2. implicitly_match_detail: the items are looked up according to the algorithm specified in Section 3.12.1. and additionally +detail is implicitly matched when the pattern is ``user@hostname''. That is, it overrides the default matching explained in case 1e in Section 3.12.1.

    See Section 3.10.2 for details.

  20. max_transactions: maximum number of transactions per session.

  21. tls: this is a subsection that specifies the parameters for STARTTLS support. It is only available if the system been configured with the option -enable-TLS, see Section 2.2.1. See Section 11.1 for some background information about these options.

    1. cert_file: file with certificate in PEM format.
    2. key_file: file with private key for certificate in PEM format.
    3. CAcert_file: file with CA certificate in PEM format.
    4. CAcert_directory: directory with (symbolic links for) CA certificates in PEM format.

    5. flags: some flags are available to influence the behavior of the SMTP server with respect to STARTTLS.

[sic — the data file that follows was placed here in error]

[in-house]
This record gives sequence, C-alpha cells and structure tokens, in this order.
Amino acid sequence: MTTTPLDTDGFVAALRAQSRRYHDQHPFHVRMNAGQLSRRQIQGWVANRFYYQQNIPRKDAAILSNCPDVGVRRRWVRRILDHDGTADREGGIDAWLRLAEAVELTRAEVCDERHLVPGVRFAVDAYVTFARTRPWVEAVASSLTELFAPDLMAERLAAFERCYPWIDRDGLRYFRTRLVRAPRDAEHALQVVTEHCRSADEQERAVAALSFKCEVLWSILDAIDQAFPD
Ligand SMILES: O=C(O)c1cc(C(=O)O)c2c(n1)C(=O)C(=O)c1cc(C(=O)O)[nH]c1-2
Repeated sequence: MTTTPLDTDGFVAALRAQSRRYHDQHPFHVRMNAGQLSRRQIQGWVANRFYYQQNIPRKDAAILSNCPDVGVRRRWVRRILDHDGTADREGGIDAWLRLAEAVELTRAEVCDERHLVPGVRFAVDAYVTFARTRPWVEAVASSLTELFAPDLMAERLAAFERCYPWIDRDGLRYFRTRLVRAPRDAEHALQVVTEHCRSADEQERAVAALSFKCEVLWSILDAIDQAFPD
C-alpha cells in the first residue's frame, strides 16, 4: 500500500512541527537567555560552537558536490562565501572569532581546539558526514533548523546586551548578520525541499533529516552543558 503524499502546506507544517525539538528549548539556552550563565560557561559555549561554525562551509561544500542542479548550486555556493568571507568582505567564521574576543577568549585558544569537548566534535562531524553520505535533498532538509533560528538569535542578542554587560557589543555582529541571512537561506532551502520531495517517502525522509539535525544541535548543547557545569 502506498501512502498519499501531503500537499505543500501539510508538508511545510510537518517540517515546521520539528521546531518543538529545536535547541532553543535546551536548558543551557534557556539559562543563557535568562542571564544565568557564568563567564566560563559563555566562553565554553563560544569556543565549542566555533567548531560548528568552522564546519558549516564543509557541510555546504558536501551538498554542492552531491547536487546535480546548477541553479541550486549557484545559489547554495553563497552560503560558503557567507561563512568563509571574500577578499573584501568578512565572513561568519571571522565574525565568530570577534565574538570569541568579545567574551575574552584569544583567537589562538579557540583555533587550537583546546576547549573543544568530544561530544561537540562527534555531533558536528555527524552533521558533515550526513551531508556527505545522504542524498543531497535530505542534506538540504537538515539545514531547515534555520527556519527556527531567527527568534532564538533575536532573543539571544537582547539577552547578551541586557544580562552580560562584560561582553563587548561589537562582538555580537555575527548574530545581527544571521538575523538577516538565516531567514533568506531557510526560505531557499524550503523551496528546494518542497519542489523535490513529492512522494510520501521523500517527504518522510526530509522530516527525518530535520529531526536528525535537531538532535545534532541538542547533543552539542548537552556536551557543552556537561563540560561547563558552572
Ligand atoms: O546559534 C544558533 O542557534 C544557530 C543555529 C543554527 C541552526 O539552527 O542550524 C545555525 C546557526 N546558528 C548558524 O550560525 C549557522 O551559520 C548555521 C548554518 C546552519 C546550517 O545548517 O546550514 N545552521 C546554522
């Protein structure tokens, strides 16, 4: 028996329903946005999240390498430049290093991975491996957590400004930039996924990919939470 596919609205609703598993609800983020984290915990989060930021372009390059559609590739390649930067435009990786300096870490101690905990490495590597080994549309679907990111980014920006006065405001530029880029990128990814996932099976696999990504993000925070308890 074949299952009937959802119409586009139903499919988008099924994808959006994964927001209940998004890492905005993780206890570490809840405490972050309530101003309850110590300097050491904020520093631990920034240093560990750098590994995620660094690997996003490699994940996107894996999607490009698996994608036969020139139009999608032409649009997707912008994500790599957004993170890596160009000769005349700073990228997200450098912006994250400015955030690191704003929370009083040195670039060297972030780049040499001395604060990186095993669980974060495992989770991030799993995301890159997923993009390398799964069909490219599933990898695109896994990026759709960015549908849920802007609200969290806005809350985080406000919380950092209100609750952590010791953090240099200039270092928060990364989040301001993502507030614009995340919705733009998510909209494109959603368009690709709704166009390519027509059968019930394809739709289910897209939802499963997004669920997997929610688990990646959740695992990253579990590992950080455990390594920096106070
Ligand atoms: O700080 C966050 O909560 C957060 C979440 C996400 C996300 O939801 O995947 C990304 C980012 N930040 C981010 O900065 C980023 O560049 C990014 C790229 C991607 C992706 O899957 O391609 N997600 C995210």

1. allow_relaying_if_verified: if the client presented a certificate that can be verified by the CA certificates that are available to the server (see above: CAcert_file and CAcert_directory), then relaying is allowed for the SMTP session.

      2. check_access_map_for_relaying: if this flag is set then the access map (which must be activated, see 3h) is checked to see whether relaying should be allowed for a client which presented a certificate that has been verified (see above). For this purpose, the DN of the cert issuer is looked up in the access map using the tag certissuer:. If the resulting value is relay, relaying is allowed. If it is cont, the DN of the cert subject is looked up next in the access map using the tag certsubject:. If the value is relay, relaying is allowed; every other value is currently ignored.